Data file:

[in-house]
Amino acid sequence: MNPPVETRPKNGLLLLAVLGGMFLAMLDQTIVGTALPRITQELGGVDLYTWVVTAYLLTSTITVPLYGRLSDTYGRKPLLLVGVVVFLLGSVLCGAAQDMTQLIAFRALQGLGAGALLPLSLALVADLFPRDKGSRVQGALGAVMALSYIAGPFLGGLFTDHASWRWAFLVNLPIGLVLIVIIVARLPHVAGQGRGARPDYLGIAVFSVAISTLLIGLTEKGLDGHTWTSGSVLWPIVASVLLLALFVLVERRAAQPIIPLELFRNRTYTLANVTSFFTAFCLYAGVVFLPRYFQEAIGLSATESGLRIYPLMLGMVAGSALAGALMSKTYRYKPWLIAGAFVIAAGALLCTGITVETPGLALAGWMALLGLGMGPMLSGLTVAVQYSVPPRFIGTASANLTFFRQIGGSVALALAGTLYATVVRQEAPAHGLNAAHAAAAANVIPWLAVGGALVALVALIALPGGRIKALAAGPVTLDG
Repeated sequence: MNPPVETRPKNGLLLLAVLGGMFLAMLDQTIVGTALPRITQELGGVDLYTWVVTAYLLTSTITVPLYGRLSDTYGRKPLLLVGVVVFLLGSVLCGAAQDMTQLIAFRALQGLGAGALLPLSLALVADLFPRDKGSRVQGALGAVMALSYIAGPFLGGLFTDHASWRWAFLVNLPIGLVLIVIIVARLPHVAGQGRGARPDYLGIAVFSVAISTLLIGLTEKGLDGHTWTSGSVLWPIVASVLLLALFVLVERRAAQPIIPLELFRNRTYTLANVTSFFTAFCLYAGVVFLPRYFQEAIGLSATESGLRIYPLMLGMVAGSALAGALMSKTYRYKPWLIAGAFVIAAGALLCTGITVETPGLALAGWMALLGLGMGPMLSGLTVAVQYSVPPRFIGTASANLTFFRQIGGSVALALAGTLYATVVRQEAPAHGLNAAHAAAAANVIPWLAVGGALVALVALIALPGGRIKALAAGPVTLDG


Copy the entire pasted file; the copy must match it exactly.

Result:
[in-house]
Amino acid sequence: MNPPVETRPKNGLLLLAVLGGMFLAMLDQTIVGTALPRITQELGGVDLYTWVVTAYLLTSTITVPLYGRLSDTYGRKPLLLVGVVVFLLGSVLCGAAQDMTQLIAFRALQGLGAGALLPLSLALVADLFPRDKGSRVQGALGAVMALSYIAGPFLGGLFTDHASWRWAFLVNLPIGLVLIVIIVARLPHVAGQGRGARPDYLGIAVFSVAISTLLIGLTEKGLDGHTWTSGSVLWPIVASVLLLALFVLVERRAAQPIIPLELFRNRTYTLANVTSFFTAFCLYAGVVFLPRYFQEAIGLSATESGLRIYPLMLGMVAGSALAGALMSKTYRYKPWLIAGAFVIAAGALLCTGITVETPGLALAGWMALLGLGMGPMLSGLTVAVQYSVPPRFIGTASANLTFFRQIGGSVALALAGTLYATVVRQEAPAHGLNAAHAAAAANVIPWLAVGGALVALVALIALPGGRIKALAAGPVTLDG
Repeated sequence: MNPPVETRPKNGLLLLAVLGGMFLAMLDQTIVGTALPRITQELGGVDLYTWVVTAYLLTSTITVPLYGRLSDTYGRKPLLLVGVVVFLLGSVLCGAAQDMTQLIAFRALQGLGAGALLPLSLALVADLFPRDKGSRVQGALGAVMALSYIAGPFLGGLFTDHASWRWAFLVNLPIGLVLIVIIVARLPHVAGQGRGARPDYLGIAVFSVAISTLLIGLTEKGLDGHTWTSGSVLWPIVASVLLLALFVLVERRAAQPIIPLELFRNRTYTLANVTSFFTAFCLYAGVVFLPRYFQEAIGLSATESGLRIYPLMLGMVAGSALAGALMSKTYRYKPWLIAGAFVIAAGALLCTGITVETPGLALAGWMALLGLGMGPMLSGLTVAVQYSVPPRFIGTASANLTFFRQIGGSVALALAGTLYATVVRQEAPAHGLNAAHAAAAANVIPWLAVGGALVALVALIALPGGRIKALAAGPVTLDG